The IRS has provided that they will continue to study the interaction of the DCL rules and Pillar 2 rules. However, in advance of more detailed proposed rules, the notice provides guidance with respect to “Legacy DCLs.” Legacy DCLs are defined in the Notice to include those incurred:

  • In tax years ending on or before Dec. 31, 2023, or
  • In tax years beginning before Jan. 1, 2024, and ending after Dec. 31, 2023, provided the taxpayer’s taxable year begins and ends on the same dates as the fiscal year of the MNE Group that could take into account as an expense any portion of a deduction or loss comprising such a DCL.

Under this proposed rule, a triggering event will not occur with respect to a Legacy DCL solely because a portion or all of the Legacy DCL is taken into account in determining income in a jurisdiction under the Pillar Two rules. However, an anti-abuse rule will prevent this proposed rule from applying to any DCL that was incurred or increased with the intent of reducing the IIR tax.


Grant Thornton Insight:

The guidance only addresses “Legacy DCLs” and does not provide guidance on the interaction of Pillar 2 and DCLs generated in future years. The guidance appears to be focused on a transitional rule that would prevent triggering of Legacy DCLs due to timing differences while they further study the issue.




Extension and clarification of relief from FTC regulations


The IRS published final regulations (T.D. 9959) on Jan. 4, 2022, rewriting many of the rules for addressing the creditability of taxes under Section 901 and 903. The IRS later released correcting amendments and new proposed regulations altering the previously finalized regulations, but they remained deeply unpopular. Notice 2023-55 was issued on July 21, 2023, to provide temporary relief from the application of core aspects of these rules for determining whether a foreign tax is creditable under Sections 901 and 903. 


Notice 2023-55 originally applied only to foreign taxes paid in any taxable year beginning on or after Dec. 28, 2021, and ending on or before Dec. 31, 2023. Notice 2023-80 now modifies the relief period so that the relief provided by Notice 2023-55 is extended to apply to all tax years beginning on or after Dec. 28, 2021, and ending before the date that notice or other guidance withdrawing or modifying the temporary relief is issued (or any later date specified in such notice or other guidance). Thus, taxpayers may continue to rely on the relief extended under Notice 2023-55 for taxes paid in tax years ending before the temporary relief is withdrawn or modified.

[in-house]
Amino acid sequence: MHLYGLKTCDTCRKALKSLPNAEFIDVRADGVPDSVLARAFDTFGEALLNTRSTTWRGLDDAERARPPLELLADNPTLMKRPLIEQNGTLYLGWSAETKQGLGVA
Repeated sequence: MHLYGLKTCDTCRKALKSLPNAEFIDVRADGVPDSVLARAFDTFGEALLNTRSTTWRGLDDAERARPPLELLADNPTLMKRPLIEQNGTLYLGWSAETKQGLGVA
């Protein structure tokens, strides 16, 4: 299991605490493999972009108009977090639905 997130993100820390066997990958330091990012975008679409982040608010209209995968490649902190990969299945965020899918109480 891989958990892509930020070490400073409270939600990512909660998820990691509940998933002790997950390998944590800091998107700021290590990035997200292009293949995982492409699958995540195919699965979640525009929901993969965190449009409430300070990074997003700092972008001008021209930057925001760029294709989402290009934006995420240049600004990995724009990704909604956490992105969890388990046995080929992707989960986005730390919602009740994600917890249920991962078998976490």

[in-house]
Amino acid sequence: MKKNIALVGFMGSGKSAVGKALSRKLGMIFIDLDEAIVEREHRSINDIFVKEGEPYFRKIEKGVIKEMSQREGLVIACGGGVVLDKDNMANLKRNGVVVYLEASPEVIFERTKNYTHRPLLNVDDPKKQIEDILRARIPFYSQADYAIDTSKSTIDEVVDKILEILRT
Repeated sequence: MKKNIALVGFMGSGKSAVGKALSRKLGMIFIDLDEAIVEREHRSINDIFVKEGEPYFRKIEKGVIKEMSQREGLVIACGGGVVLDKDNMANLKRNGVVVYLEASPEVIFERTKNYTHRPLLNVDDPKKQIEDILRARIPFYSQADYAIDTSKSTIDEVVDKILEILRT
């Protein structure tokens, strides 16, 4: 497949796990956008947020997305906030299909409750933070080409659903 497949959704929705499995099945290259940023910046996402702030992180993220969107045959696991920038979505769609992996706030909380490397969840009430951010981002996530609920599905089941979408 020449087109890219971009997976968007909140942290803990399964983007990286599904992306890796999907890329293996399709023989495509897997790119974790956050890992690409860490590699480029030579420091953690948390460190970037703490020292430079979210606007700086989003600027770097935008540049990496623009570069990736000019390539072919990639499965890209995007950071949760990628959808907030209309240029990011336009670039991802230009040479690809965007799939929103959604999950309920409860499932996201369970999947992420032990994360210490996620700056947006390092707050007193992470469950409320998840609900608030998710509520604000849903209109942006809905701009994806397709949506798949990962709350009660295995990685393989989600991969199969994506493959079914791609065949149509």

Grant Thornton Insight:

Relief provided under Notice 2023-55 is extended to include taxable years that end before future guidance is issued. Taxpayers should be cognizant of the fact that relief may be excluded in the year in which such guidance is issued and therefore may not know whether relief will be provided with respect to a taxable year until its close.


Notice 2023-80 also clarifies how a partnership and its partners apply the relief provided in Notice 2023-55. The notice clarifies that with respect to foreign taxes paid or otherwise required to be reported by a partnership, the relief would be applicable at the partnership level. Special rules are provided for partnerships and partners in situations where the partnership did not apply the temporary relief for a tax year ending on or before Dec. 31, 2022, as well as rules addressing the consistent application of the rules for partnerships and their partners. 




Next steps


Notice 2023-80 provides important guidance to taxpayers impacted by the Pillar 2 rules. The notice would generally result in taxes imposed under an IIR to be non-creditable. Those affected should begin to model the impact. Nevertheless, the notice also offers a welcome reprieve to taxpayers by extending the temporary relief period established in Notice 2023-55 until its ultimately withdrawal or modified.


For more information, contact:

Cory Perry

Washington DC, Washington DC